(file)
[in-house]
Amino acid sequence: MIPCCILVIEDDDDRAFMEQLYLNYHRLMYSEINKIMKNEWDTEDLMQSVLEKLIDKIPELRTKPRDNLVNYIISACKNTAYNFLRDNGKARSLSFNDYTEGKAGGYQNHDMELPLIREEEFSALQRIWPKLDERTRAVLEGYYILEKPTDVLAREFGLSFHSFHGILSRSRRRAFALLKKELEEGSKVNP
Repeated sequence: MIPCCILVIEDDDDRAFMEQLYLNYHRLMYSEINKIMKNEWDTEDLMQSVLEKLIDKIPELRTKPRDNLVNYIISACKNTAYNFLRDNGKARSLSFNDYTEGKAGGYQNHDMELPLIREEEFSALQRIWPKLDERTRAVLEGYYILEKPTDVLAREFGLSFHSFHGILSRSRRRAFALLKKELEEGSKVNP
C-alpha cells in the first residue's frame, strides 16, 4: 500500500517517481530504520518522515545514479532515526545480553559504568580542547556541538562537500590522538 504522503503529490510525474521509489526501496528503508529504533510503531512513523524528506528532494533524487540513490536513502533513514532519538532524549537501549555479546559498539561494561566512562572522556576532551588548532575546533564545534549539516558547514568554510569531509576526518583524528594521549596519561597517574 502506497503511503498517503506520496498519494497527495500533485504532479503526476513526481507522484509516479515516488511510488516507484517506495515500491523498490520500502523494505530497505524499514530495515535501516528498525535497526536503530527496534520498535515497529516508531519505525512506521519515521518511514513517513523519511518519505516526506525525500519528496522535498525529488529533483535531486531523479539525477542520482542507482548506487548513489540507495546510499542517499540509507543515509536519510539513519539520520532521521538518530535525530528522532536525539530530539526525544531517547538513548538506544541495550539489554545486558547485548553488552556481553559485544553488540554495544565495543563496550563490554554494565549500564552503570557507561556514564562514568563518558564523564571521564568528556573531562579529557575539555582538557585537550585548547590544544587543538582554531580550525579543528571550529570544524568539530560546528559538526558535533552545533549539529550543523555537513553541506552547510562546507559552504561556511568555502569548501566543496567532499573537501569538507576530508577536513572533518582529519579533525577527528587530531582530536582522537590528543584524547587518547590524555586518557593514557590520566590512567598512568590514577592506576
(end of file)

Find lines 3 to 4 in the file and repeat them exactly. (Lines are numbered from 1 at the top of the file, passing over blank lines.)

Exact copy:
Repeated sequence: MIPCCILVIEDDDDRAFMEQLYLNYHRLMYSEINKIMKNEWDTEDLMQSVLEKLIDKIPELRTKPRDNLVNYIISACKNTAYNFLRDNGKARSLSFNDYTEGKAGGYQNHDMELPLIREEEFSALQRIWPKLDERTRAVLEGYYILEKPTDVLAREFGLSFHSFHGILSRSRRRAFALLKKELEEGSKVNP
C-alpha cells in the first residue's frame, strides 16, 4: 500500500517517481530504520518522515545514479532515526545480553559504568580542547556541538562537500590522538 504522503503529490510525474521509489526501496528503508529504533510503531512513523524528506528532494533524487540513490536513502533513514532519538532524549537501549555479546559498539561494561566512562572522556576532551588548532575546533564545534549539516558547514568554510569531509576526518583524528594521549596519561597517574 502506497503511503498517503506520496498519494497527495500533485504532479503526476513526481507522484509516479515516488511510488516507484517506495515500491523498490520500502523494505530497505524499514530495515535501516528498525535497526536503530527496534520498535515497529516508531519505525512506521519515521518511514513517513523519511518519505516526506525525500519528496522535498525529488529533483535531486531523479539525477542520482542507482548506487548513489540507495546510499542517499540509507543515509536519510539513519539520520532521521538518530535525530528522532536525539530530539526525544531517547538513548538506544541495550539489554545486558547485548553488552556481553559485544553488540554495544565495543563496550563490554554494565549500564552503570557507561556514564562514568563518558564523564571521564568528556573531562579529557575539555582538557585537550585548547590544544587543538582554531580550525579543528571550529570544524568539530560546528559538526558535533552545533549539529550543523555537513553541506552547510562546507559552504561556511568555502569548501566543496567532499573537501569538507576530508577536513572533518582529519579533525577527528587530531582530536582522537590528543584524547587518547590524555586518557593514557590520566590512567598512568590514577592506576